Could someone tell me which of the uk internet broadband companies offer an
'always on' service. I am currently with ntl and want to switch to a cheaper
service but some that I've tried in the past have required me to 'connect'
first, in order to access the internet, which has taken as long as some
dial-up connections...


I use Pipex. My router stays connected for weeks at a time. I would have
thought that most ISPs would be the same.

I don't use any of the Pipex web pages for normal use.

--

Michael Chare






  #6  
Old March 3rd 06, 07:30 AM posted to uk.telecom.broadband
Peter Crosland
external usenet poster
 
Posts: 1,463
Default Advice on 'always on' connections

Sorry if this is a daft question.

Could someone tell me which of the uk internet broadband companies
offer an 'always on' service. I am currently with ntl and want to
switch to a cheaper service but some that I've tried in the past
have required me to 'connect' first, in order to access the
internet, which has taken as long as some dial-up connections...



Any broadband service will take a few seconds to initialise unless
you leave the computer and the ADSL modem on all the time. That is
a limitation you will have to accept regardless of what ISP you use.


Peter Crosland


If you use a router you do not have any initialisation period. You leave
the router on & as soon as the PC is booted up you are on line & away you
go..



Only true if you have a stand alone device not a pile of USB rubbiish that
most people do. Even then it will take a few seconds for the PC to establish
a link with the router and therefore the ISP.

Peter Crosland


  #7  
Old March 3rd 06, 08:41 AM posted to uk.telecom.broadband
Doz
external usenet poster
 
Posts: 75
Default Advice on 'always on' connections

On Thu, 2 Mar 2006 22:14:41 -0000, Peter Crosland wrote:

Sorry if this is a daft question.

Could someone tell me which of the uk internet broadband companies offer
an 'always on' service. I am currently with ntl and want to switch to a
cheaper service but some that I've tried in the past have required me to
'connect' first, in order to access the internet, which has taken as long
as some dial-up connections...



Any broadband service will take a few seconds to initialise unless you leave
the computer and the ADSL modem on all the time. That is a limitation you
will have to accept regardless of what ISP you use.


Peter Crosland


An ADSL router is what you need... a router has the added security benefit of
being behind a NAT - your PC is hidden from the net.
  #8  
Old March 3rd 06, 09:03 PM posted to uk.telecom.broadband
alexd
external usenet poster
 
Posts: 331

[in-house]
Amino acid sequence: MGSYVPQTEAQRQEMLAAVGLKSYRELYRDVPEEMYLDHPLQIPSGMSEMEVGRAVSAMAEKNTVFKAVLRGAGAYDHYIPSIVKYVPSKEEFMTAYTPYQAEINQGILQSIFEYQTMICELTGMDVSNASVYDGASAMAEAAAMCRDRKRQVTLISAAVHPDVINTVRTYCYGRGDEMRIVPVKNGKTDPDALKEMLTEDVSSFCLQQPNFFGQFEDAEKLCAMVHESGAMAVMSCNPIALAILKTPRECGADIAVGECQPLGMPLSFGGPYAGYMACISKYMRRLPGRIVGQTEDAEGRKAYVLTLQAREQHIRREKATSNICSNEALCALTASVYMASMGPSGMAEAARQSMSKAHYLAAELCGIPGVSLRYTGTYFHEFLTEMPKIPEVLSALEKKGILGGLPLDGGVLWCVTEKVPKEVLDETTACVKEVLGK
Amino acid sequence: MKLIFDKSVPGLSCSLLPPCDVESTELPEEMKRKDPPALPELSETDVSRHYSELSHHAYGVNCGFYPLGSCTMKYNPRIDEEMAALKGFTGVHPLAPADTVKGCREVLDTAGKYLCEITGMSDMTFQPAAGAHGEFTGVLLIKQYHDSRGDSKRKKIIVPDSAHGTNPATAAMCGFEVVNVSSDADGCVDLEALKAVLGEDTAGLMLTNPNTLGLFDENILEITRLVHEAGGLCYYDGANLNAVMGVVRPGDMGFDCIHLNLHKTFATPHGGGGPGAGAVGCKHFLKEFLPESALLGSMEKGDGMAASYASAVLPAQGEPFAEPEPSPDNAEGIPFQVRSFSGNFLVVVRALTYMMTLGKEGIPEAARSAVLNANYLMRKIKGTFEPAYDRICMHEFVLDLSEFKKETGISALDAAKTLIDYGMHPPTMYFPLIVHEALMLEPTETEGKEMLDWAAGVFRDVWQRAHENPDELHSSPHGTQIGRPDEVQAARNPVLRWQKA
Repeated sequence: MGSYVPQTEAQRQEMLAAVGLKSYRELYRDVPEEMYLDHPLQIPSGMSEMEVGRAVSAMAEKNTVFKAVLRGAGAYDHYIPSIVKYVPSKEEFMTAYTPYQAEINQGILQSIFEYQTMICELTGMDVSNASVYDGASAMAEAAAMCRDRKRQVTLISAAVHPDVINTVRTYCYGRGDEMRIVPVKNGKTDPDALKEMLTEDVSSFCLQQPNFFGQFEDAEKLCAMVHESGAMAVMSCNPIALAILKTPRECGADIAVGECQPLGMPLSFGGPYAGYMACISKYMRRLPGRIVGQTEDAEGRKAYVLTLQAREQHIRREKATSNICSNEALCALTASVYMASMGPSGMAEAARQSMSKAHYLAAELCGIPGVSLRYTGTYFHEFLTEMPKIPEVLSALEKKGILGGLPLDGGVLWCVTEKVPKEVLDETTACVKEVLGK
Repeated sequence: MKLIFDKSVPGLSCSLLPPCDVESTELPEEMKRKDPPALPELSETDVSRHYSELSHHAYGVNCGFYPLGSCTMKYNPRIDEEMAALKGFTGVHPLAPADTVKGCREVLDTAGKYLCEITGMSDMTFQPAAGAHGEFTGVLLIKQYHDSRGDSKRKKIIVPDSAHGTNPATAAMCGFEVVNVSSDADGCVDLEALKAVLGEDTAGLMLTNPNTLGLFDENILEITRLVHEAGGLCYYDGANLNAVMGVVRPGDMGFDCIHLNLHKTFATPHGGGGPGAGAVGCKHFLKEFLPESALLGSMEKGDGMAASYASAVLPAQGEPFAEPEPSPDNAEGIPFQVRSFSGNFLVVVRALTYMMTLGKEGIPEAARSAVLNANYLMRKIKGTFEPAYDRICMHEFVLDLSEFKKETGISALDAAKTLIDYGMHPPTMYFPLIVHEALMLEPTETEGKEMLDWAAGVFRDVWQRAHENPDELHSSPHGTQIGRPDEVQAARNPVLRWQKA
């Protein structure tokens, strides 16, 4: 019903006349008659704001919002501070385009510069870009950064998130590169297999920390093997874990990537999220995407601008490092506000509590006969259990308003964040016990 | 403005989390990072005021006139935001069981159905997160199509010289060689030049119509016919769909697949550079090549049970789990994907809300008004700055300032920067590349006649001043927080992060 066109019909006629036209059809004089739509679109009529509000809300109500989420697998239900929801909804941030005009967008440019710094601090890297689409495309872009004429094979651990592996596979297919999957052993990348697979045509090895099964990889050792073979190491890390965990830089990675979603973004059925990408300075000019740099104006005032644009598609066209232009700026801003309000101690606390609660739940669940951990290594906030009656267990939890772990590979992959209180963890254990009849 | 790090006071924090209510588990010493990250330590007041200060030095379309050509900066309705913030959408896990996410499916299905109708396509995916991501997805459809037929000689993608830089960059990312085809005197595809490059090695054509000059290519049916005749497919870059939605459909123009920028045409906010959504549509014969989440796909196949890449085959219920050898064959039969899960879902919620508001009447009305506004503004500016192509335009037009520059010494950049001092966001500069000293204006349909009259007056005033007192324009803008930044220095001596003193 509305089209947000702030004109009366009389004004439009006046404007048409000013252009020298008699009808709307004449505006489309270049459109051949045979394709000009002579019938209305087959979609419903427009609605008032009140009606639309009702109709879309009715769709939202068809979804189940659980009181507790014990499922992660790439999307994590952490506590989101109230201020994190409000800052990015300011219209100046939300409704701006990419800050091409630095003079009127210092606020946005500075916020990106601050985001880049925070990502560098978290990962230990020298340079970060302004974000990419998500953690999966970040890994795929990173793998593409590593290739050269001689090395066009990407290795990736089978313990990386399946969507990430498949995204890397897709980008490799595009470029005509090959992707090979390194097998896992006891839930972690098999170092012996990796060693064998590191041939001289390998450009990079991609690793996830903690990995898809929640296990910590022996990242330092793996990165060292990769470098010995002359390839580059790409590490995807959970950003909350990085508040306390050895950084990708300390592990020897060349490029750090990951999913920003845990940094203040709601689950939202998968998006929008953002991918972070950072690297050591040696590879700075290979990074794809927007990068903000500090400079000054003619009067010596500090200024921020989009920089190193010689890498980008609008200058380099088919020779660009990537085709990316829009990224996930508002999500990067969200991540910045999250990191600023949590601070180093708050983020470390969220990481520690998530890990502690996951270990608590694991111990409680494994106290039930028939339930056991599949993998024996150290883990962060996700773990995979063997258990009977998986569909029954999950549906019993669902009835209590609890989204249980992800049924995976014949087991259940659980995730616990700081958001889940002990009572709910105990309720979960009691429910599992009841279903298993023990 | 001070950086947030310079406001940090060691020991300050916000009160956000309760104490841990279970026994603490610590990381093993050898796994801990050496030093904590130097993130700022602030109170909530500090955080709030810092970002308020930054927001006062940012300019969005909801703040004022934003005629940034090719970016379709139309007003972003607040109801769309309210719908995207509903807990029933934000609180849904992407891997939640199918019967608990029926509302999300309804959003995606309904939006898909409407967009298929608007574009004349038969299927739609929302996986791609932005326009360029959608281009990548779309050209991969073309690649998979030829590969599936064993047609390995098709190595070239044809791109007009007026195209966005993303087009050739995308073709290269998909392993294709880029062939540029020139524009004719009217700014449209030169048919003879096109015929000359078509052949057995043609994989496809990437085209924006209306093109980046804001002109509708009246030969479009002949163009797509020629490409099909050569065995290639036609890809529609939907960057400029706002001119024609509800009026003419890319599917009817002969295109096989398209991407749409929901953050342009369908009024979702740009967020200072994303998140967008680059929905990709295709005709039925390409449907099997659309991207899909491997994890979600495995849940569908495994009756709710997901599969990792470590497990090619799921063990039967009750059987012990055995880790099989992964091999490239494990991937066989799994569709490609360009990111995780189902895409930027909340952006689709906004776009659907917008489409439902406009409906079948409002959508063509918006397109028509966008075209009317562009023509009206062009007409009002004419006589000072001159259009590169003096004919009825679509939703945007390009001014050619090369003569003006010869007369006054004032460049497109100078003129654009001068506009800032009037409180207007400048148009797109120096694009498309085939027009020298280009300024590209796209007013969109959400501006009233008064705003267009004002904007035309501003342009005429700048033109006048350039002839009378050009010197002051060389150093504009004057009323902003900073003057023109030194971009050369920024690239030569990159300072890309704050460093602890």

Default Advice on 'always on' connections

Peter Crosland wrote:

Sorry if this is a daft question.

Could someone tell me which of the uk internet broadband companies
offer an 'always on' service. I am currently with ntl and want to
switch to a cheaper service but some that I've tried in the past
have required me to 'connect' first, in order to access the
internet, which has taken as long as some dial-up connections...


Any broadband service will take a few seconds to initialise unless
you leave the computer and the ADSL modem on all the time. That is
a limitation you will have to accept regardless of what ISP you use.


If you use a router you do not have any initialisation period. You leave
the router on & as soon as the PC is booted up you are on line & away
you go..


Only true if you have a stand alone device not a pile of USB rubbiish that
most people do.


"Most people" use USB routers? Doesn't sound very likely to me...

--
http://ale.cx/ (AIM:troffasky) )
21:02:17 up 37 days, 1:21, 3 users, load average: 0.10, 0.24, 0.25
This is my BOOOOOOOOOOOOOOOOOOOOOMSTICK

  #9  
Old March 4th 06, 09:47 AM posted to uk.telecom.broadband
Dave Stanton
external usenet poster
 
Posts: 457
Default Advice on 'always on' connections


"Most people" use USB routers? Doesn't sound very likely to me...


USB crap modems, he means

DAve

  #10  
Old March 4th 06, 08:56 PM posted to uk.telecom.broadband
Peter Crosland
external usenet poster
 
Posts: 1,463
Default Advice on 'always on' connections

Sorry if this is a daft question.

Could someone tell me which of the uk internet broadband
companies offer an 'always on' service. I am currently with ntl
and want to switch to a cheaper service but some that I've tried
in the past have required me to 'connect' first, in order to
access the internet, which has taken as long as some dial-up
connections...


Any broadband service will take a few seconds to initialise unless
you leave the computer and the ADSL modem on all the time. That
is a limitation you will have to accept regardless of what ISP
you use. Peter Crosland

If you use a router you do not have any initialisation period. You leave
the router on & as soon as the PC is booted up you are
on line & away you go..



Only true if you have a stand alone device not a pile of USB
rubbiish that most people do. Even then it will take a few seconds
for the PC to establish a link with the router and therefore the
ISP.

The connection to the router is established on boot, as part of the boot,
& so you won't even have the few seconds to wait. You boot up & you are
connected, no wait at all



Not strictly true. The connection to the router takes a few seconds after
the machine has booted usually to obtain the address from the DHCP server
within the router. It may ony be a few seconds but this was, I assume, what
the OP was originally complaining about.

Peter Crosland